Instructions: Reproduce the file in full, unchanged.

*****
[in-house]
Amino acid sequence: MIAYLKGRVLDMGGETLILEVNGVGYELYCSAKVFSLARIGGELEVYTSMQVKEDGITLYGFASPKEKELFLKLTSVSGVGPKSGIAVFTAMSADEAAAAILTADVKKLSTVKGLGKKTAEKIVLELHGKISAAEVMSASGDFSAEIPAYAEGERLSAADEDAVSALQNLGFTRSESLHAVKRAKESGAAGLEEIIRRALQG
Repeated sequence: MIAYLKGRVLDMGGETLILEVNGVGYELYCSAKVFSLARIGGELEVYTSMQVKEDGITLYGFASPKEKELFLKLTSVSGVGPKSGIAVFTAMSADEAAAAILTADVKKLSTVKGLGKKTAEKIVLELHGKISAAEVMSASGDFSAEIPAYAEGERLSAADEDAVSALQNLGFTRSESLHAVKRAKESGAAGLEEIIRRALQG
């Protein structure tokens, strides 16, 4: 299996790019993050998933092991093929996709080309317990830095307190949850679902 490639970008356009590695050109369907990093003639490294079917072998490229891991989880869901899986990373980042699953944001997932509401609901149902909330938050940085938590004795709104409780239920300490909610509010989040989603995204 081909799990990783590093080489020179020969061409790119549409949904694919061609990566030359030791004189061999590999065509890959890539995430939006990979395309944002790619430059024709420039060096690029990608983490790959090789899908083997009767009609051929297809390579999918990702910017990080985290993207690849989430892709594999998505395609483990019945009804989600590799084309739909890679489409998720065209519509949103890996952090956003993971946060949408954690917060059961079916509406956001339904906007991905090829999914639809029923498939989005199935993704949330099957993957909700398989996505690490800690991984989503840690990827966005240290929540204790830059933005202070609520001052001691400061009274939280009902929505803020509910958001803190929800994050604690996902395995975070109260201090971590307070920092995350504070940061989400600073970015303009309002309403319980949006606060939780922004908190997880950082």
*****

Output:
[in-house]
Amino acid sequence: MIAYLKGRVLDMGGETLILEVNGVGYELYCSAKVFSLARIGGELEVYTSMQVKEDGITLYGFASPKEKELFLKLTSVSGVGPKSGIAVFTAMSADEAAAAILTADVKKLSTVKGLGKKTAEKIVLELHGKISAAEVMSASGDFSAEIPAYAEGERLSAADEDAVSALQNLGFTRSESLHAVKRAKESGAAGLEEIIRRALQG
Repeated sequence: MIAYLKGRVLDMGGETLILEVNGVGYELYCSAKVFSLARIGGELEVYTSMQVKEDGITLYGFASPKEKELFLKLTSVSGVGPKSGIAVFTAMSADEAAAAILTADVKKLSTVKGLGKKTAEKIVLELHGKISAAEVMSASGDFSAEIPAYAEGERLSAADEDAVSALQNLGFTRSESLHAVKRAKESGAAGLEEIIRRALQG
């Protein structure tokens, strides 16, 4: 299996790019993050998933092991093929996709080309317990830095307190949850679902 490639970008356009590695050109369907990093003639490294079917072998490229891991989880869901899986990373980042699953944001997932509401609901149902909330938050940085938590004795709104409780239920300490909610509010989040989603995204 081909799990990783590093080489020179020969061409790119549409949904694919061609990566030359030791004189061999590999065509890959890539995430939006990979395309944002790619430059024709420039060096690029990608983490790959090789899908083997009767009609051929297809390579999918990702910017990080985290993207690849989430892709594999998505395609483990019945009804989600590799084309739909890679489409998720065209519509949103890996952090956003993971946060949408954690917060059961079916509406956001339904906007991905090829999914639809029923498939989005199935993704949330099957993957909700398989996505690490800690991984989503840690990827966005240290929540204790830059933005202070609520001052001691400061009274939280009902929505803020509910958001803190929800994050604690996902395995975070109260201090971590307070920092995350504070940061989400600073970015303009309002309403319980949006606060939780922004908190997880950082």